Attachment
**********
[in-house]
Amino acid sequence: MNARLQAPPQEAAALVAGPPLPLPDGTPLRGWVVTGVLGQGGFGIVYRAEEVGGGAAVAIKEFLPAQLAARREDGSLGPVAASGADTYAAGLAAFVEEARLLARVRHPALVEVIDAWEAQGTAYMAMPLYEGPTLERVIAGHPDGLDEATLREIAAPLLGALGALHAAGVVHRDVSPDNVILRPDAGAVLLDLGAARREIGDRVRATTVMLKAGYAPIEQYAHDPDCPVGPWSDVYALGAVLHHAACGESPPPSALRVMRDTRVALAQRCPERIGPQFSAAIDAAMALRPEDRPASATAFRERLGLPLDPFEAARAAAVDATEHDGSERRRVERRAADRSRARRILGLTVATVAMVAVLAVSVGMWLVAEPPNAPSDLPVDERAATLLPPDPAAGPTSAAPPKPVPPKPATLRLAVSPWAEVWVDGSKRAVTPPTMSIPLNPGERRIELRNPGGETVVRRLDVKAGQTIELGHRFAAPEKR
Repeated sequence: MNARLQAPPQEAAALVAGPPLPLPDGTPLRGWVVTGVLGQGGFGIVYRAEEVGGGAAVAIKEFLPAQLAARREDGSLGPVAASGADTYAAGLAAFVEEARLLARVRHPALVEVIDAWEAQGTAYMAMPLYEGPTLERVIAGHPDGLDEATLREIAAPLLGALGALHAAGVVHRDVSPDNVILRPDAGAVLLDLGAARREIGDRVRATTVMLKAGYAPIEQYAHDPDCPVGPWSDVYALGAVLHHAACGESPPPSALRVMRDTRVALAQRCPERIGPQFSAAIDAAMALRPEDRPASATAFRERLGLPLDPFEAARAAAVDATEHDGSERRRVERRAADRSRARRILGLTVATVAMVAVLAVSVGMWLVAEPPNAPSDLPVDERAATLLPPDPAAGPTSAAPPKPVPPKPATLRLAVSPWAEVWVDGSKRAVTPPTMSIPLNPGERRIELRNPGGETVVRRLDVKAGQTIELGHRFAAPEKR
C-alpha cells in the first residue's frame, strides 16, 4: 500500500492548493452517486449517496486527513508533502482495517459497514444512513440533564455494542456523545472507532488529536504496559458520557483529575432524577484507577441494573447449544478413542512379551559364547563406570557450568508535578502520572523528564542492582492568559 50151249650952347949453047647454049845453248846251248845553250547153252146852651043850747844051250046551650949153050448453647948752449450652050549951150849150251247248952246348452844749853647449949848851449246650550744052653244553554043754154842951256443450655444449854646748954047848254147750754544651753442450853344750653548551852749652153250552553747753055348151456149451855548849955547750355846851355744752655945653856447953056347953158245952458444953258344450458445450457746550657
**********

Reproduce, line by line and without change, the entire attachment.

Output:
[in-house]
Amino acid sequence: MNARLQAPPQEAAALVAGPPLPLPDGTPLRGWVVTGVLGQGGFGIVYRAEEVGGGAAVAIKEFLPAQLAARREDGSLGPVAASGADTYAAGLAAFVEEARLLARVRHPALVEVIDAWEAQGTAYMAMPLYEGPTLERVIAGHPDGLDEATLREIAAPLLGALGALHAAGVVHRDVSPDNVILRPDAGAVLLDLGAARREIGDRVRATTVMLKAGYAPIEQYAHDPDCPVGPWSDVYALGAVLHHAACGESPPPSALRVMRDTRVALAQRCPERIGPQFSAAIDAAMALRPEDRPASATAFRERLGLPLDPFEAARAAAVDATEHDGSERRRVERRAADRSRARRILGLTVATVAMVAVLAVSVGMWLVAEPPNAPSDLPVDERAATLLPPDPAAGPTSAAPPKPVPPKPATLRLAVSPWAEVWVDGSKRAVTPPTMSIPLNPGERRIELRNPGGETVVRRLDVKAGQTIELGHRFAAPEKR
Repeated sequence: MNARLQAPPQEAAALVAGPPLPLPDGTPLRGWVVTGVLGQGGFGIVYRAEEVGGGAAVAIKEFLPAQLAARREDGSLGPVAASGADTYAAGLAAFVEEARLLARVRHPALVEVIDAWEAQGTAYMAMPLYEGPTLERVIAGHPDGLDEATLREIAAPLLGALGALHAAGVVHRDVSPDNVILRPDAGAVLLDLGAARREIGDRVRATTVMLKAGYAPIEQYAHDPDCPVGPWSDVYALGAVLHHAACGESPPPSALRVMRDTRVALAQRCPERIGPQFSAAIDAAMALRPEDRPASATAFRERLGLPLDPFEAARAAAVDATEHDGSERRRVERRAADRSRARRILGLTVATVAMVAVLAVSVGMWLVAEPPNAPSDLPVDERAATLLPPDPAAGPTSAAPPKPVPPKPATLRLAVSPWAEVWVDGSKRAVTPPTMSIPLNPGERRIELRNPGGETVVRRLDVKAGQTIELGHRFAAPEKR
C-alpha cells in the first residue's frame, strides 16, 4: 500500500492548493452517486449517496486527513508533502482495517459497514444512513440533564455494542456523545472507532488529536504496559458520557483529575432524577484507577441494573447449544478413542512379551559364547563406570557450568508535578502520572523528564542492582492568559 50151249650952347949453047647454049845453248846251248845553250547153252146852651043850747844051250046551650949153050448453647948752449450652050549951150849150251247248952246348452844749853647449949848851449246650550744052653244553554043754154842951256443450655444449854646748954047848254147750754544651753442450853344750653548551852749652153250552553747753055348151456149451855548849955547750355846851355744752655945653856447953056347953158245952458444953258344450458445450457746550657